Our little unit of measurement is enough to pay for the construction of the Nord Stream 2 pipeline, while also buying every team in the NHL and digging FTX out of its financial hole several times over.
Here’s an overview of all the items we have listed in this year’s visualization:
|SBF (Peak Net Worth)||$26 billion||Bloomberg||Now sits at <$1B|
|Pro Sports Teams||$340 billion||Forbes||Major pro teams in North America|
|Cryptocurrency||$760 billion||CoinMarketCap||Peaked at $2.8T in 2021|
|Ukraine GDP||$130 billion||World Bank||Comparable to GDP of Mississippi|
|Russia GDP||$1.8 trillion||World Bank||The world's 11th largest economy|
|Annual Military Spending||$2.1 trillion||SIPRI||2021 data|
|Physical currency||$8.0 trillion||BIS||2020 data|
|Gold||$11.5 trillion||World Gold Council||There are 205,238 tonnes of gold in existence|
|Billionaires||$12.7 trillion||Forbes||Sum of fortunes of all 2,668 billionaires|
|Central Bank Assets||$28.0 trillion||Trading Economics||Fed, BoJ, Bank of China, and Eurozone only|
|S&P 500||$36.0 trillion||Slickcharts||Nov 20, 2022|
|China GDP||$17.7 trillion||World Bank|
|U.S. GDP||$23.0 trillion||World Bank|
|Narrow Money Supply||$49.0 trillion||Trading Economics||Includes US, China, Euro Area, Japan only|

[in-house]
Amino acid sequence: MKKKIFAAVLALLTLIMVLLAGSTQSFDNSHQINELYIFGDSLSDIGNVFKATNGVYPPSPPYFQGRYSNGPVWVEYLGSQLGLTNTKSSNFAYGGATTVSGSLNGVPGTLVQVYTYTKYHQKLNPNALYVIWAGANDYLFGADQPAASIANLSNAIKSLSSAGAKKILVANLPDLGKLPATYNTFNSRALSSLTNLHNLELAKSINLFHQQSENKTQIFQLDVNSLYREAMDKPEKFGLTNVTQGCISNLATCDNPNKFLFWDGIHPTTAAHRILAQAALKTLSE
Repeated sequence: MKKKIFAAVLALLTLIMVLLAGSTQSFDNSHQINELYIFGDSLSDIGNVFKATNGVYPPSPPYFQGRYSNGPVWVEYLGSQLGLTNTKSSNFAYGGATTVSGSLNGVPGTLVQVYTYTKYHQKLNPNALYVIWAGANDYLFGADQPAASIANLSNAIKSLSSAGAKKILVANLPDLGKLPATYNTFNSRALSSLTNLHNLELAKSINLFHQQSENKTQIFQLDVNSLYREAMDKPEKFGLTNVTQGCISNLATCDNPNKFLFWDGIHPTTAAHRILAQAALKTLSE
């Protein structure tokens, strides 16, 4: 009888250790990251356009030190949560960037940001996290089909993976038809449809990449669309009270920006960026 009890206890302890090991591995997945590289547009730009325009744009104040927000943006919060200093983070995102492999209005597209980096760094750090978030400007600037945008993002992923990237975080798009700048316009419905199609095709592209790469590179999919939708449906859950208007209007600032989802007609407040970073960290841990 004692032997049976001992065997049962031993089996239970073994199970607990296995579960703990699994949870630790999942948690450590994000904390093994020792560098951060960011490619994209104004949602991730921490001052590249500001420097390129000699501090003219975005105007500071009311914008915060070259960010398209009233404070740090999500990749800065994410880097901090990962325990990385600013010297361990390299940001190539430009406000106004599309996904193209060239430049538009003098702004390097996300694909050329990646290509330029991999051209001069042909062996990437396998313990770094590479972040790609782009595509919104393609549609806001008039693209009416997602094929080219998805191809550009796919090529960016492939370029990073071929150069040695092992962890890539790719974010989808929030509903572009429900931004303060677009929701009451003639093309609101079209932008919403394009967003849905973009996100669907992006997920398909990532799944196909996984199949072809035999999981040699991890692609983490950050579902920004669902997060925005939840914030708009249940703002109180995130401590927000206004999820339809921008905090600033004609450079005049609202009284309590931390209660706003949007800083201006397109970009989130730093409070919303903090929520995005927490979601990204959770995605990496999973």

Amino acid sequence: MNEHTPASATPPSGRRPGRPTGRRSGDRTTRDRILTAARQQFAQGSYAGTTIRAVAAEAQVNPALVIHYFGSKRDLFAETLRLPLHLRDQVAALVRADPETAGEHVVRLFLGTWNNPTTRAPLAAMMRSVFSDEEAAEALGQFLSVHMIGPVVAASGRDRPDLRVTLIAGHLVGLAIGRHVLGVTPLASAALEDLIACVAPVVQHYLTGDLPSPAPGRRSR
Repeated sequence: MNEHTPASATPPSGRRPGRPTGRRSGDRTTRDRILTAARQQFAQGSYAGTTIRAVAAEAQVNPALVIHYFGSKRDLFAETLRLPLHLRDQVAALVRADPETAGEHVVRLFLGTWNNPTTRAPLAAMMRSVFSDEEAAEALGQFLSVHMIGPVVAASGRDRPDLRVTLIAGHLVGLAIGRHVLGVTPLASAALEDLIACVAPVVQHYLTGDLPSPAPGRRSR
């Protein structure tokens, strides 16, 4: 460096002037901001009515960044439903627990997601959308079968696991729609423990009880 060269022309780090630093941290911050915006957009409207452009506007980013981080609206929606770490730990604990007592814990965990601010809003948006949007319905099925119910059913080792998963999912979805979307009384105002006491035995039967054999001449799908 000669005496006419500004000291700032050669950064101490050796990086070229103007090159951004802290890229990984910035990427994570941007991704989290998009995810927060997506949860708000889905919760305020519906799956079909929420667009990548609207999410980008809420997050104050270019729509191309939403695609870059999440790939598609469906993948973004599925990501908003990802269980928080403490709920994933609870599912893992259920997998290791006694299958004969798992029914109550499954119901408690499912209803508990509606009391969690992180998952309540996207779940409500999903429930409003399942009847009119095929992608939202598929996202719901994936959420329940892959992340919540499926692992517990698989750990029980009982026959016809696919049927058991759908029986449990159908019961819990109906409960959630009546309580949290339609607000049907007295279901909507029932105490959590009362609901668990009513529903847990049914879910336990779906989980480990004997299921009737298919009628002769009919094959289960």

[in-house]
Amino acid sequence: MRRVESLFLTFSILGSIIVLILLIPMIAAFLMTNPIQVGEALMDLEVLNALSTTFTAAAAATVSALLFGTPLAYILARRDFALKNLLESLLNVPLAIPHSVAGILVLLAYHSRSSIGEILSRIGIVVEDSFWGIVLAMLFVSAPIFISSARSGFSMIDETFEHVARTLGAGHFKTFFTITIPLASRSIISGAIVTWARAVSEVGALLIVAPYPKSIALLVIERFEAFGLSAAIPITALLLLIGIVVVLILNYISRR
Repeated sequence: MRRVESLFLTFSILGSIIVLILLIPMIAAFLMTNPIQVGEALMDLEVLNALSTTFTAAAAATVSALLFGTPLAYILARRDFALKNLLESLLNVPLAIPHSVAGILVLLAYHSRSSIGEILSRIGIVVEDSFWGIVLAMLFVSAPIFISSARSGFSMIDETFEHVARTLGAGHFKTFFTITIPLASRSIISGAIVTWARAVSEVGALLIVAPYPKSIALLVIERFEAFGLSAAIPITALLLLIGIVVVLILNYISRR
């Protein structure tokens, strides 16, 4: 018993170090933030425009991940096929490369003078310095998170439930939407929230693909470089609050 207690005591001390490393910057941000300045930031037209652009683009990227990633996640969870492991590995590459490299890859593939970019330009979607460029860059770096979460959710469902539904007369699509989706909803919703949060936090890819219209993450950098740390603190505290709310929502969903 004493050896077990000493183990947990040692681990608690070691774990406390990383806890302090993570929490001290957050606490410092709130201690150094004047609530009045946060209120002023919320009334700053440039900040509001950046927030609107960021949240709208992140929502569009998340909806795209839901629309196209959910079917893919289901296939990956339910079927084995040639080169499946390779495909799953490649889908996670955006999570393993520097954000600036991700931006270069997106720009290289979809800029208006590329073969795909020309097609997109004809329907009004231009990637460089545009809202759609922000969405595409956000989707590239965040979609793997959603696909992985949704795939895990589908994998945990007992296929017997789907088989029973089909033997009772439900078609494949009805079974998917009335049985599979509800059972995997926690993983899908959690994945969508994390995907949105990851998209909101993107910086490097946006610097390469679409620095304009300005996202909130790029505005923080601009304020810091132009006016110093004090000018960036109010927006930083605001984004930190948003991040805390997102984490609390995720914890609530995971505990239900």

|Broad Money Supply||$82.7 trillion||Trading Economics||Includes US, China, Euro Area, Japan only|
|Global Equities||$95.9 trillion||WFE||Latest available 2022 data|
|Global Debt||$300.1 trillion||IIF||Q2 2022|
|Global Real Estate||$326.5 trillion||Savills||2020 data|
|Global Private Wealth||$463.6 trillion||Credit Suisse||2022 report|
|Derivatives (Market)||$12.4 trillion||BIS|
|Derivatives (Notional)||$600 trillion||BIS|
Has the Dust Settled Yet?
Through previous editions of our All the World’s Money and Markets visualization, we’ve created snapshots of the world’s assets and markets at different points in time.
For example, in our 2017 edition of this visualization, Apple’s market capitalization was only $807 billion, and all crypto assets combined for $173 billion. The global debt total was at $215 trillion.
|Asset||2017 edition||2022 edition||Change (%)|